Mississippi lawmakers last week approved a bill mandating changes to the state’s Medical Cannabis Act, the bill to legalize medical marijuana that was passed by the legislature last year. The measure, House Bill 1158, now heads to the desk of Republican Governor Tate Reeves for his consideration.
Republican Senator Kevin Blackwell, a Republican and one of the bill’s authors, said that the legislation clarifies provisions of Mississippi’s medical marijuana law, which was passed by state lawmakers in 2022.
“Unfortunately the Department of Health in their rules and regs probably accepted some things that were not intentioned by the bill,” Blackwell said on the Senate floor on March 8. “So we are trying to correct those … and we do so in the bill.”
The primary author of the legislation, Republican Representative Lee Yancey, gave an example of a rule enacted by state regulators that would be rolled back by House Bill 158 if the governor signs the legislation.
“The Board of Medical Licensure began implementing additional requirements for doctors to be able to certify people, so… and that was not in the bill. So, it was not our intention for there to be any additional requirement,” said Yancey, who noted that the bill is designed to help Mississippi’s medical marijuana program operate more smoothly. “So, they have to do those eight hours the first year, and then there’s five hours of continuing education every year after that. We felt like that was sufficient just to keep them apprised of what the new research was showing.”
In an attempt to prevent similar discrepancies between state laws and regulations passed by state agencies in the future, the measure also includes language designed to prevent regulators from passing rules that do not comply with the state’s medical marijuana statute.
“No state agency, political subdivision or board shall implement any rule, regulation, policy, or requirement that is contrary to the provisions of the Mississippi Medical Cannabis Act,” reads the text of the bill.
Bill Makes Several Changes To Mississippi Medical Cannabis Act
House Bill 1158 also makes investigations by state agencies, including citations issued by the Department of Health, confidential until an investigation into the matter has been completed. An earlier version of the bill kept such records out of public view indefinitely, but some senators argued that keeping such material off the public record for any length of time is not acceptable.
“I think if it was put out in transparency, it would dispel any of the back and forth on social media,” said Republican Senator Angela Burks Hill, one of five senators who voted against the bill. “I think hiding that is only going to fuel that speculation.”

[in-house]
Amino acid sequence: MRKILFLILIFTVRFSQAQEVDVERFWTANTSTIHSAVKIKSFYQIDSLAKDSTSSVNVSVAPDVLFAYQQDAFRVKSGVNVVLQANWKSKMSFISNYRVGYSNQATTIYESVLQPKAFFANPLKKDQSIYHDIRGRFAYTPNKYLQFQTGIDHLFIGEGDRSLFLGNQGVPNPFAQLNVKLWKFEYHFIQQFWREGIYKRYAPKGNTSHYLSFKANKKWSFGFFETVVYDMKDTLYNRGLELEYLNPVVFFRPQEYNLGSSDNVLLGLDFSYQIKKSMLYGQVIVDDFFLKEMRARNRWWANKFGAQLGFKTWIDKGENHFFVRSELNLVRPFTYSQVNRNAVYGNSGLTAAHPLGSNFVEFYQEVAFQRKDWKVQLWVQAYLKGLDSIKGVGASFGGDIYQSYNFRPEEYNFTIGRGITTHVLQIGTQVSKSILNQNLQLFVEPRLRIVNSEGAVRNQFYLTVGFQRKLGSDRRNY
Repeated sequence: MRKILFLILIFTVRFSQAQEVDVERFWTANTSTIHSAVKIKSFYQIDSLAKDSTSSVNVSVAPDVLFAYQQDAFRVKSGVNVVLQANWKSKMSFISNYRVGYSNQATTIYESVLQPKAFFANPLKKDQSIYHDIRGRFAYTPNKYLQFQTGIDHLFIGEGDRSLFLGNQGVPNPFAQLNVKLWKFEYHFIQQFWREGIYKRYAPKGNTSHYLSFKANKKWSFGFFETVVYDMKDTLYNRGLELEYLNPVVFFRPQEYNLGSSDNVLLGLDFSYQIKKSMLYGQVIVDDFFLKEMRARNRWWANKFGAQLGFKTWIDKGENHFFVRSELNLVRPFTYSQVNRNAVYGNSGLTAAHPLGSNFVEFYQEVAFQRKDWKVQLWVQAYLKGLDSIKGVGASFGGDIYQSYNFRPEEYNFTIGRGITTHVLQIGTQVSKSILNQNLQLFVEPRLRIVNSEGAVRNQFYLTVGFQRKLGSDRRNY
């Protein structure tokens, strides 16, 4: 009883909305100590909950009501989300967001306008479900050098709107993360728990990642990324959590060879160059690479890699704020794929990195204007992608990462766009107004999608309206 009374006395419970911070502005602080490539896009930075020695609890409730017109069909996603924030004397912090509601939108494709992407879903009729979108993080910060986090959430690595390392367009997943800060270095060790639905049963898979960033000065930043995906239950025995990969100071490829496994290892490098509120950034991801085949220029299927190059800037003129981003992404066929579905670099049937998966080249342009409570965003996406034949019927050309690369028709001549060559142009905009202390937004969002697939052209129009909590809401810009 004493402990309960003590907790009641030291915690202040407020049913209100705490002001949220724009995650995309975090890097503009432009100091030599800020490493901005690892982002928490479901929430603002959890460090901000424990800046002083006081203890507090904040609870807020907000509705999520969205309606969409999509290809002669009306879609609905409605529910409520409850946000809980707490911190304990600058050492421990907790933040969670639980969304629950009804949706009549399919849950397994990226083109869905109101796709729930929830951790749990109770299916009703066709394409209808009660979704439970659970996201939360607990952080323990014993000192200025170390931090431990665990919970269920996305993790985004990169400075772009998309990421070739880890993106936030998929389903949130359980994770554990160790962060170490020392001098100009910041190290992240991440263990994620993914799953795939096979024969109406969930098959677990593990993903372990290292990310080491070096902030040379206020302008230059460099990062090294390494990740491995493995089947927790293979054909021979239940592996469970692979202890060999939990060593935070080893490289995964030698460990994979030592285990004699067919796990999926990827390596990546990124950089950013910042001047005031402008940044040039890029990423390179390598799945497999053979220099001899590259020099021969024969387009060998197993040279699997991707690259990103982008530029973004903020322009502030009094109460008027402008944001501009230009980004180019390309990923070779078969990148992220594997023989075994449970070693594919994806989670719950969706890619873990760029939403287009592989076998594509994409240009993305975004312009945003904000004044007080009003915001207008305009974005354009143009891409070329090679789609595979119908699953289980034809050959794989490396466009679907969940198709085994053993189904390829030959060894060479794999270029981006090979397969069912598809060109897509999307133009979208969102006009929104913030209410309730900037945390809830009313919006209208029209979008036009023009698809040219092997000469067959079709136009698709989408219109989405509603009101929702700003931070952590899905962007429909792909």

The bill also makes the physical address of all medical marijuana companies except dispensaries confidential. During public hearings on the legislation, Yancey said the provision was designed to protect the security of cannabis operators, who often must keep large quantities of product and cash onsite.
House Bill 1158 also requires the Mississippi Department of Health to approve a patient’s application to use medical marijuana within 10 days, a reduction from the current requirement of 30 days. The change was enacted to help address a backlog in processing applications by the agency.
Other changes include allowing patients to conduct follow-up visits with a doctor other than the one who first approved the medical marijuana recommendation without experiencing a lapse in certification or access to medicinal cannabis. Additionally, medical professionals who have approved a patient to use medical marijuana are now permitted to assist them with filling out the required state application for a medical marijuana identification card.
Another provision of the legislation allows dispensaries to sell topical medical cannabis products that can not be ingested to adults 21 and older without a medical marijuana identification card. The bill also allows licensed medical marijuana dispensaries to sell hemp-derived products that are legal under federal law, including low-THC CBD formulations. The bill also specifies that hemp products are not subject to control by the state’s Medical Cannabis Act.
The bill also permits the Department of Health to contract with private laboratories to conduct compliance testing of medical marijuana products. Such labs, however, are not permitted to conduct commercial analyses for licensed medical marijuana businesses. Under the legislation, labs conducting testing for licensed medical marijuana businesses are permitted to become licensed cannabis transporters or to contract the services of an independent licensed transporter.
The legislation also allows licensed medical marijuana businesses to use marijuana imagery in company logos and other branding. Photographs of medical marijuana products for sale may be posted online by dispensaries.
House Bill 1158 received final approval from the Mississippi legislature on March 14. The bill now awaits action from the governor.
A.J. Herrington is a San Diego-based freelance writer covering cannabis news, business, and culture.